Upon execution of the merger agreement and its approval by the Board on April 30, 1984, Taubman acquired an option to purchase shares and a right to enforce negative covenants in the agreement preventing W & L from taking extraordinary corporate actions without his approval during the term of the agreement. See Merger Agreement; Article VI, § 6.1, Exhibit I to Plaintiffs' Memorandum of Points and Authorities at 7-8. Neither of these confer the "control" contemplated by Rule 13e-3's definition of an affiliate. See Radol v. Thomas, 556 F. Supp. 586, 592 (S.C.Ohio 1983); see also Radol v. Thomas, 534 F. Supp. 1302 (S.D.Ohio 1982) (negative covenants held not sufficient to rise to the level of control).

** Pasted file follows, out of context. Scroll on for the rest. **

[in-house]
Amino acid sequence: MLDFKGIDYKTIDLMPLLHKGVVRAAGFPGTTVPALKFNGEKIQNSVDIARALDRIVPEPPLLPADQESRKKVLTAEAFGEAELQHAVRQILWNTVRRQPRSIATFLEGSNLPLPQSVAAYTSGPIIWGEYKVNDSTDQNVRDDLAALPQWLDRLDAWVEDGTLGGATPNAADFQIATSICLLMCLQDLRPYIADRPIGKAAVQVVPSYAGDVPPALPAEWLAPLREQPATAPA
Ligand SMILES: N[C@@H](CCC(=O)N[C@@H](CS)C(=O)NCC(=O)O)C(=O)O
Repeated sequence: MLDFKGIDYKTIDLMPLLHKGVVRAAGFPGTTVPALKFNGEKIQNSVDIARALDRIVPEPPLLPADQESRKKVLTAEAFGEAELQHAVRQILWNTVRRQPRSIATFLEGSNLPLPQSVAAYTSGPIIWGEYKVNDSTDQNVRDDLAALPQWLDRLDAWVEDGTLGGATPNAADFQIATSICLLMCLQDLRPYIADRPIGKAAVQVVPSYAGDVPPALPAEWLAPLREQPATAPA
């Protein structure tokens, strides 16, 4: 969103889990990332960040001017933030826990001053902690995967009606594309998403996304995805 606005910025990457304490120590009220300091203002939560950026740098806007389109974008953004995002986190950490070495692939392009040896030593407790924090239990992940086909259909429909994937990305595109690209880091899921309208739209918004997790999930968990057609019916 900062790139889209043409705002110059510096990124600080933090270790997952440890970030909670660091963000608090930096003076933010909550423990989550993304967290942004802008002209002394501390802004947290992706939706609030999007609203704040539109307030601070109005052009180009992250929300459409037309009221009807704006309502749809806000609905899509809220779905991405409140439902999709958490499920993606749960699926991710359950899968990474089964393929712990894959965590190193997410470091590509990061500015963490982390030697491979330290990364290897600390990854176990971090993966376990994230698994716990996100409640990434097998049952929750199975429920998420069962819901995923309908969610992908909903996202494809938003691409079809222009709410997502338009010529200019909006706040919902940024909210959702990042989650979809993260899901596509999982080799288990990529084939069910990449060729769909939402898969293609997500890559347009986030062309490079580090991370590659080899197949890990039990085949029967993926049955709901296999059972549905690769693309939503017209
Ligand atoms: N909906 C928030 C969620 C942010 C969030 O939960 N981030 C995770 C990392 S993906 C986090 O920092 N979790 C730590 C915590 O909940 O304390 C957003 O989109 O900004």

Even after acquiring approximately 32% of W & L's outstanding shares, Taubman still lacked the control over W & L that would bring the proposed merger within the coverage of Rule 13e-3. Even were Taubman able to influence senior management by the terms of the merger agreement which generously redound to their benefit, the majority of the Board has no monetary incentive to favor Taubman's proposal. That the Board's decisions to reset the record date and to recommend shareholder approval of the Taubman offer work to Taubman's advantage does not demonstrate control. As discussed above, those decisions were committed to the business judgment of the Boardplaintiffs have shown only a coincidence of Taubman's and the Board's views, not a subordination of the Board's independence. Perhaps most telling is the willingness of Milstein to invest time and money and to negotiate in confidence with the Proposal Committee in efforts towards developing a competing merger offer. Were the Board completely within Taubman's shadow, or at *1401 least under Taubman's substantial dominance and control, such efforts by Milstein would be futile, and even dangerous, given the confidential nature of the data he has provided to the Board. Accordingly, as Taubman at no time controlled, was controlled by, or was under common control with W & L, the Taubman interests are not an "affiliate" of W & L within the meaning of Rule 13e-3 and the filing requirements of that Rule do not apply to the Taubman merger transaction.